NexOS will allow computers to interact with the Nexus Protocol (NP) in a deeper manner than previously possible. The Lower Level Library (LLL) provides the basis for the entire NP, explaining how it arrived at the initial temporary name of LLL-OS. Nexus integrates verification into the NexOS by interweaving consensus throughout the user and kernel spaces. It leverages Signature Chains (SigChains) and the ledger to authenticate the file system, runtime memory and any change to the state of the kernel. Inheritance of the distributed database, ledger and protocols from Nexus constitute a form of distributed virtualization. Besides security properties, other desirable features emerge such as offline identity verification and roaming device synchronization.
Reading in detail about SigChains helps conceptualize the NexOS. But In short, SigChains serve as a built-in identity and access scheme. A SigChain represents an individual node, controls accounts, tokens, assets (Non-Fungible Tokens or NFTs), and access to several cryptographic tools enforcing the “authenticated” environment.
In general, enforcing distributed ledger compliance throughout the NexOS aids in discerning malicious code which “allows the kernel to know itself” -Colin Cantrell (9). IoT devices using NexOS leverage SigChains for device-level Identification and managing network connections. Location Identifier Separation Protocol (LISP) enables Nexus devices to engage with multiple virtual networks simultaneously, (IP/NP) while maintaining session, by separating identity from location. LISP represents a networking innovation that the Nexus team believes will play a crucial role in the internet's evolution.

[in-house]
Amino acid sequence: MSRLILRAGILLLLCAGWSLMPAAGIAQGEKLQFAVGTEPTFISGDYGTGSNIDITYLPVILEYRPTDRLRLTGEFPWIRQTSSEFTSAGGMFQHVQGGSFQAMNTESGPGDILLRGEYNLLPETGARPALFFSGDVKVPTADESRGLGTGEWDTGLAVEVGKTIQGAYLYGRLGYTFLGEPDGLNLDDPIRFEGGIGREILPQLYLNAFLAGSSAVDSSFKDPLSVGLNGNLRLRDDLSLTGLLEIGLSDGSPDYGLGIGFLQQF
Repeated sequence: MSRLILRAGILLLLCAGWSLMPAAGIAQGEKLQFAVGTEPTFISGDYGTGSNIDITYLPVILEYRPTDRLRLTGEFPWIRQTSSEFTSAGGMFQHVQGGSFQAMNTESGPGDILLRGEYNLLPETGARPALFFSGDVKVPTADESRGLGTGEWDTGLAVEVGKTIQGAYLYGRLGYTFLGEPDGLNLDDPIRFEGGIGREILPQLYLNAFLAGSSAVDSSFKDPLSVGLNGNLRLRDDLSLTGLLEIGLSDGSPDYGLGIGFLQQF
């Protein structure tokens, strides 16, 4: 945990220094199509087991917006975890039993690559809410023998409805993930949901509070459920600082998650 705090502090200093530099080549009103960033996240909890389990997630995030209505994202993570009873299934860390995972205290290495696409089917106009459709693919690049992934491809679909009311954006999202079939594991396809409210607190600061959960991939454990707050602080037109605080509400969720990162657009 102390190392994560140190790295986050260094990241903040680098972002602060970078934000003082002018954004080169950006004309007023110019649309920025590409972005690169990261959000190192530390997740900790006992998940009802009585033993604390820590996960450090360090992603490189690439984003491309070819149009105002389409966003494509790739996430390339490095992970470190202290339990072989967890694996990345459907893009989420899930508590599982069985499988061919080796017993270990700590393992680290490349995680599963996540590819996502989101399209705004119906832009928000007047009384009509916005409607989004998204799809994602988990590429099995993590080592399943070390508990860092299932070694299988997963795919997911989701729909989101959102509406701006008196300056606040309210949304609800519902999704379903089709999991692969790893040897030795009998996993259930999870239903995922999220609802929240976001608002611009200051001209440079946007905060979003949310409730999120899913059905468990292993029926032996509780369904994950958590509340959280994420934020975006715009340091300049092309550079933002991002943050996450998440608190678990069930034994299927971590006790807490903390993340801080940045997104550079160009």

Many IoT devices are being rushed to market with little consideration for security implications. Hasty designs and corners cut play a big part, but so far few standards have proven effective in this field. Even just the thought of being spied on by a Nest thermostat makes our temperature rise!
Using deterministic hardware identifications for device-level authentications (e.g. International Mobile Equipment Identity - IMEI) with a cryptographic identity based on SigChains, is an innovative security control mechanism for the IoT industry. The Nexus community aims to provide robust open standards to promote a stable transition into the IoT-dominated world. At first the NexOS will only target IoT use cases, but a consumer version for desktops, tablets and mobile will eventually follow.
By binding devices to Nexus, a whole new class of potential applications emerges. Environmental, industrial, and consumer IoT use cases increasingly define life experience in the twenty-first century, and the NexOS positions the Nexus community for success in this rapidly changing world. Additionally, many potential use cases (below) supported by the Nexus blockchain are relevant to IoT and could be enhanced by incorporating NexOS as a core component.
Thanks for reading! The second article of this series offers details on the design rationale for the NexOS, while the third focuses on the relationships with the GPS based stateless routing system, tokenized satellites and mesh networks.